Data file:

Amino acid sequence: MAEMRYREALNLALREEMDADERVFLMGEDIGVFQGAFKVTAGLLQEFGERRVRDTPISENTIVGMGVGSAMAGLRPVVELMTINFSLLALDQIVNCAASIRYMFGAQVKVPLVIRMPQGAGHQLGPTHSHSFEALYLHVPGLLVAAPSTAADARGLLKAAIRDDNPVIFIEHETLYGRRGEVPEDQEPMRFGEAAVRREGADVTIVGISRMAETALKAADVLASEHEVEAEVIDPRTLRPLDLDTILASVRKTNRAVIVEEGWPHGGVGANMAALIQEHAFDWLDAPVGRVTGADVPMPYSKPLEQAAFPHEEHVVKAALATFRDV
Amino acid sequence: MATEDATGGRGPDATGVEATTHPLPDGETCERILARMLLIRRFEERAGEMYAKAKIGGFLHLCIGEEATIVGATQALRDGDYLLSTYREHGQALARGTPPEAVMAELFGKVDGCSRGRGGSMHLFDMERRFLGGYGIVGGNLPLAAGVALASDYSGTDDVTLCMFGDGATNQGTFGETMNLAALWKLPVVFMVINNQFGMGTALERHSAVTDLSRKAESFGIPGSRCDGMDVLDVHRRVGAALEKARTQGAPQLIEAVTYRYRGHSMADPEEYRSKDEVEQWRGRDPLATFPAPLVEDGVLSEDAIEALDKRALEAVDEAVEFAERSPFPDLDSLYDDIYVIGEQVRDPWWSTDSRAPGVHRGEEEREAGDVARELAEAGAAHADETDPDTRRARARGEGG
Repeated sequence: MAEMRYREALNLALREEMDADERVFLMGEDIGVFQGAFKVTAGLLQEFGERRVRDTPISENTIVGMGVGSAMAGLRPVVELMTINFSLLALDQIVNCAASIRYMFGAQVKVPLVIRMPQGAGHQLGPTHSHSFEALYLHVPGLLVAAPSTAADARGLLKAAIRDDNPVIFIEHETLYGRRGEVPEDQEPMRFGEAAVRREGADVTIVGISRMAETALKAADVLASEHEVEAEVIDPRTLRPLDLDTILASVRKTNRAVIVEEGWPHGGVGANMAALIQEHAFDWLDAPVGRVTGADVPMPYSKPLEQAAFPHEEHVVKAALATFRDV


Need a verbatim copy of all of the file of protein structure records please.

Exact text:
Amino acid sequence: MAEMRYREALNLALREEMDADERVFLMGEDIGVFQGAFKVTAGLLQEFGERRVRDTPISENTIVGMGVGSAMAGLRPVVELMTINFSLLALDQIVNCAASIRYMFGAQVKVPLVIRMPQGAGHQLGPTHSHSFEALYLHVPGLLVAAPSTAADARGLLKAAIRDDNPVIFIEHETLYGRRGEVPEDQEPMRFGEAAVRREGADVTIVGISRMAETALKAADVLASEHEVEAEVIDPRTLRPLDLDTILASVRKTNRAVIVEEGWPHGGVGANMAALIQEHAFDWLDAPVGRVTGADVPMPYSKPLEQAAFPHEEHVVKAALATFRDV
Amino acid sequence: MATEDATGGRGPDATGVEATTHPLPDGETCERILARMLLIRRFEERAGEMYAKAKIGGFLHLCIGEEATIVGATQALRDGDYLLSTYREHGQALARGTPPEAVMAELFGKVDGCSRGRGGSMHLFDMERRFLGGYGIVGGNLPLAAGVALASDYSGTDDVTLCMFGDGATNQGTFGETMNLAALWKLPVVFMVINNQFGMGTALERHSAVTDLSRKAESFGIPGSRCDGMDVLDVHRRVGAALEKARTQGAPQLIEAVTYRYRGHSMADPEEYRSKDEVEQWRGRDPLATFPAPLVEDGVLSEDAIEALDKRALEAVDEAVEFAERSPFPDLDSLYDDIYVIGEQVRDPWWSTDSRAPGVHRGEEEREAGDVARELAEAGAAHADETDPDTRRARARGEGG
Repeated sequence: MAEMRYREALNLALREEMDADERVFLMGEDIGVFQGAFKVTAGLLQEFGERRVRDTPISENTIVGMGVGSAMAGLRPVVELMTINFSLLALDQIVNCAASIRYMFGAQVKVPLVIRMPQGAGHQLGPTHSHSFEALYLHVPGLLVAAPSTAADARGLLKAAIRDDNPVIFIEHETLYGRRGEVPEDQEPMRFGEAAVRREGADVTIVGISRMAETALKAADVLASEHEVEAEVIDPRTLRPLDLDTILASVRKTNRAVIVEEGWPHGGVGANMAALIQEHAFDWLDAPVGRVTGADVPMPYSKPLEQAAFPHEEHVVKAALATFRDV